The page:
I know that many of you are mad at the ISC – I ask you to practice the better part of your nature and forgive… buy your tickets NOW to next years festival – I did – help this Jewel in the Crown of American Storytelling continue… I also ask the board members of NSN to defend NSN’s right to control the National Storytelling Festival and to negotiate with ISC as co-owners of the brand, name and event for the good of both organizations. Clearly no one wants to see ISC go down or NSN stripped of needed funding from the festival that represents members investment in the long term heath of the national storytelling festival.
Press Play to hear Antonio Rocha speak on accessing the language of the body using storytelling on the Art of Storytelling with Brother Wolf.
Dear listeners, my journey into storytelling has been a magical one. First, with my mime training with Tony Montanaro and a bit with Marcel Marceau, taught me a lot about how body language communicates so eloquently. Not by translating a sentence into movement but rather the intention and essence of a narrative. Less is more. Then, I got a BA in theatre arts from The University of Southern Maine, there I learned some more about theatre . So, I started to tell orally but never forgetting the physical eloquence learned from mime. That mixed with my own creativity assured a very particular language. Such approach has given me the opportunity not only to go to the far corners of the world but to far corners of my own soul. The storytelling community is a Read more »
Press Play to hear Rafe Martin speaks about Zen and the Art of Spiritual Storytelling on the Art of Storytelling with Brother Wolf.
Rafe Martin speaks… Many years ago (staring in the early 1970’s and on) I began walking two traditional roads – that of formal Zen practice and that of storytelling. My first public storytelling events actually took place at the Rochester Zen Center in 1973. For many years the two roads went running in happy parallel, sometimes visible to each other from across the ravine, sometimes hidden by bushes, boulders, trees and vines. In the later part of the 80’s the two roads began to join up and intertwine, weaving in and out, braiding and re-forming from story elements old and older, ancient and new. The worlds of oral storytelling and Read more »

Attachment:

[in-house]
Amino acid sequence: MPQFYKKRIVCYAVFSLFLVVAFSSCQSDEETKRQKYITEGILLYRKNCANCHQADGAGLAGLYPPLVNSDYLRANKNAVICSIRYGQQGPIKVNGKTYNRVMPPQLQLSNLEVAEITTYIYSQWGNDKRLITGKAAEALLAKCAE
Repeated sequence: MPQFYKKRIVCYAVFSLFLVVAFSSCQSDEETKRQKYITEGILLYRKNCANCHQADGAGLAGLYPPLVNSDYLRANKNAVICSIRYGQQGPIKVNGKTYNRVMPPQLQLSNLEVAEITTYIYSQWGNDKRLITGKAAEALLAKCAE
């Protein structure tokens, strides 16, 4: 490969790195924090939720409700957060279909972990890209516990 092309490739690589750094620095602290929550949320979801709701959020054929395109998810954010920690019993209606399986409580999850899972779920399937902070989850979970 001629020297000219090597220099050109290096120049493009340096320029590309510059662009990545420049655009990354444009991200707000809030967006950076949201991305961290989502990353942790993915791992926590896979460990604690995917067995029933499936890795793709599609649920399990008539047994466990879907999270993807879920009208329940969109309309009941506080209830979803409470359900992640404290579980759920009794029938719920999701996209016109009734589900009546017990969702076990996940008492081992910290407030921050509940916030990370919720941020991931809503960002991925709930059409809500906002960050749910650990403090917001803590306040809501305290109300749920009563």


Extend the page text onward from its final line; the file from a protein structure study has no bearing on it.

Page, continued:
Press Play to hear Brother Wolf speak with Limor Shiponi on striding towards storytelling mastery on the Art of Storytelling Show.
Limor Shiponi writes…
Mastery is an ambiguous word raising the impulse of ownership and recognition, resonating something standing apart while representing a form of wholeness. What is it about mastery and mastery in storytelling that keeps me at this issue for so long?
For me, mastery is about inspiration, a northern-star I can dream about and act upon. I want to help my audiences, including myself, touch our stars for the Read more »